Testimony is based on a real-life case against a professor at UCLA suspended in 1952 (without pay) after being observed through her own window kissing another woman.
Can you say invasion of privacy?
Sorry, I digress.
Testimony’s main character, Gen, is based on the very real professor Martha Deane. I don’t know if Gen’s personality was entirely her own, or if it was borrowed from Professor Deane, but to me, Gen seemed as real as you or me. I could hear her voice in my head as she taught, as she had drinks with Fenton and tried to live life under the social-police radar. My heart broke for Fenton, and there were a few times I just wanted to pour him a drink and tell him it would get better.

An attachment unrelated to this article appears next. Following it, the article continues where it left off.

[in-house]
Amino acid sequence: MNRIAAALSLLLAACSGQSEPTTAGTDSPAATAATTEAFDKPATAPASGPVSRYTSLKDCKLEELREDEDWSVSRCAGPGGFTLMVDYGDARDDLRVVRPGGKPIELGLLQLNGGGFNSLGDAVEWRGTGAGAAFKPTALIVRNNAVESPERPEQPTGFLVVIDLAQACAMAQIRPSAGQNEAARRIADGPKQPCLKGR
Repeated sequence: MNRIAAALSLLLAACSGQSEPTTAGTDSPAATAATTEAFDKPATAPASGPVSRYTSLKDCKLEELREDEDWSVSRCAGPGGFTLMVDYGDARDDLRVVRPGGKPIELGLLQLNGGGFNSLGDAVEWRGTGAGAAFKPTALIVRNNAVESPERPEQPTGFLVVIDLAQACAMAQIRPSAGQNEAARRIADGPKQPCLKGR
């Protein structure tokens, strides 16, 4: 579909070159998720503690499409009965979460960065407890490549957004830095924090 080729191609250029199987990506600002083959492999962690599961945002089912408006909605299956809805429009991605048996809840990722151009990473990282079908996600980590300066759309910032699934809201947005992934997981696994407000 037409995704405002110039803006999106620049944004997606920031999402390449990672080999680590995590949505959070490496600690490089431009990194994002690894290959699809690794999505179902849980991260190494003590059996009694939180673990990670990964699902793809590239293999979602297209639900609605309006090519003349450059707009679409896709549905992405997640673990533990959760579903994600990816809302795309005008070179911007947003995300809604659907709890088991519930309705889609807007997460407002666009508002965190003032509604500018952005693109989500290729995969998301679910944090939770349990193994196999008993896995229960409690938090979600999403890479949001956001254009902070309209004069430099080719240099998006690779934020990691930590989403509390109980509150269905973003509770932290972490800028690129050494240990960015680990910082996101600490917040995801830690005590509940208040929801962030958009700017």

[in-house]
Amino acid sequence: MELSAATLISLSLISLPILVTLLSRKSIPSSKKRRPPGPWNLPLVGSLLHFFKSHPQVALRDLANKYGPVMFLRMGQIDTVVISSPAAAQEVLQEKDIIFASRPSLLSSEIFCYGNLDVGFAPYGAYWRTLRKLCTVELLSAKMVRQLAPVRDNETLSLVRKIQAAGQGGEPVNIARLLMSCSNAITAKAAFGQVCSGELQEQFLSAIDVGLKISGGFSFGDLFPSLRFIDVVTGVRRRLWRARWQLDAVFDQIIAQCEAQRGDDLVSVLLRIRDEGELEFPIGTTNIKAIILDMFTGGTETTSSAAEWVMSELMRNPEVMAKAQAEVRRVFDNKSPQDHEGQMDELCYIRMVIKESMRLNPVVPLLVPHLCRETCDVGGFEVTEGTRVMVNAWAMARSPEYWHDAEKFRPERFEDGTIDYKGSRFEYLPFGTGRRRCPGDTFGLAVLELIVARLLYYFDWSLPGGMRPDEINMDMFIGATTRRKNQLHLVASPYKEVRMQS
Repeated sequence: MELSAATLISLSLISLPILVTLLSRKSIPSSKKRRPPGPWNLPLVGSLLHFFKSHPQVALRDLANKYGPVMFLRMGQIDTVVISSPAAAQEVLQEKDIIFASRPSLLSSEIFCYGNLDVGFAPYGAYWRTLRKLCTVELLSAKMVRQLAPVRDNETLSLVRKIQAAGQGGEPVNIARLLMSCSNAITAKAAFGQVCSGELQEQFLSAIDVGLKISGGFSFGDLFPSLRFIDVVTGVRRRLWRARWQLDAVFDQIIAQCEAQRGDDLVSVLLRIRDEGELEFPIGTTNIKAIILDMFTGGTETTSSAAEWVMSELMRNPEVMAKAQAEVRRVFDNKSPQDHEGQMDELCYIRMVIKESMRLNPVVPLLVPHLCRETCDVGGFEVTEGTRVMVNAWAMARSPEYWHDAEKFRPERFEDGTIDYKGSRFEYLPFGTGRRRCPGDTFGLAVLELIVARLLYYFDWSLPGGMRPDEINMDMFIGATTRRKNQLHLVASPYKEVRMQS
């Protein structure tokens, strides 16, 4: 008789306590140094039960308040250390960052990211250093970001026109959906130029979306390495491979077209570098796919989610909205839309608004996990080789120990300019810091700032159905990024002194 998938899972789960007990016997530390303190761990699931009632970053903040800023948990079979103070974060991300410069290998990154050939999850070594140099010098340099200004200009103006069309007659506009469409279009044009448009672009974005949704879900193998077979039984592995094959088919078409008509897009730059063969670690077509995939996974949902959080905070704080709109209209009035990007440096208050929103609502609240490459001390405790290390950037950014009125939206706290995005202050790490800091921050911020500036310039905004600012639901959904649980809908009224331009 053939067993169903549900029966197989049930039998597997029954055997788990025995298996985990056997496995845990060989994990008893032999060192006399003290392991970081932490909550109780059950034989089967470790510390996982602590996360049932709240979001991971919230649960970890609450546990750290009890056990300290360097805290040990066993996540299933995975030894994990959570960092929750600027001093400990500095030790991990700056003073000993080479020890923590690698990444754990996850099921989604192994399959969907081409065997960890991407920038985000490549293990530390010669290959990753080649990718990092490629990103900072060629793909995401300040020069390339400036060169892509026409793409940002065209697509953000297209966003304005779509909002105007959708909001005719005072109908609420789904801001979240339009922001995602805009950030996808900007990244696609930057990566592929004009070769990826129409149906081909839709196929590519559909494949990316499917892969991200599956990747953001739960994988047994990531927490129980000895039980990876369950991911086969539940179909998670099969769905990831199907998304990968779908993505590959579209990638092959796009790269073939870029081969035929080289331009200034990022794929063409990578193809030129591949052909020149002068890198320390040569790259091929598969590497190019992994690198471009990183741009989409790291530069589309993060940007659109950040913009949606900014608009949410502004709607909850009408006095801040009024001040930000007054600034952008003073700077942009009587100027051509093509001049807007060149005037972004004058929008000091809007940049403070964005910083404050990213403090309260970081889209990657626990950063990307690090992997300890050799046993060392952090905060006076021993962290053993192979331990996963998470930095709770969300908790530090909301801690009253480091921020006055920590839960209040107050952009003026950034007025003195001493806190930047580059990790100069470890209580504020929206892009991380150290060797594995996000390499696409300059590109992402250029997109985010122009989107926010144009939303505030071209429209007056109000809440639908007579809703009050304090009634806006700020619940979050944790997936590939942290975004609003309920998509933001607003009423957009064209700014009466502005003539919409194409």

All of the characters stood in their own limelight – sharply crafted, finely tuned in their own ways and each with their own struggles. Ruby became a favourite of mine too.
The homophobia of that time period was written as an appropriately tense undercurrent that dominated the entire landscape of the novel. You couldn’t help feel the danger underlying every decision, every conversation and almost every character. Over this dark skeleton, the author built a highly readable tale that stays with the reader long after the last word of the acknowledgements has been consumed.
This is a novel that should be required reading. For everyone. This is a novel that should be an award-winner.
Go get a copy at Bywater Books. Tell them Carolyn sent you.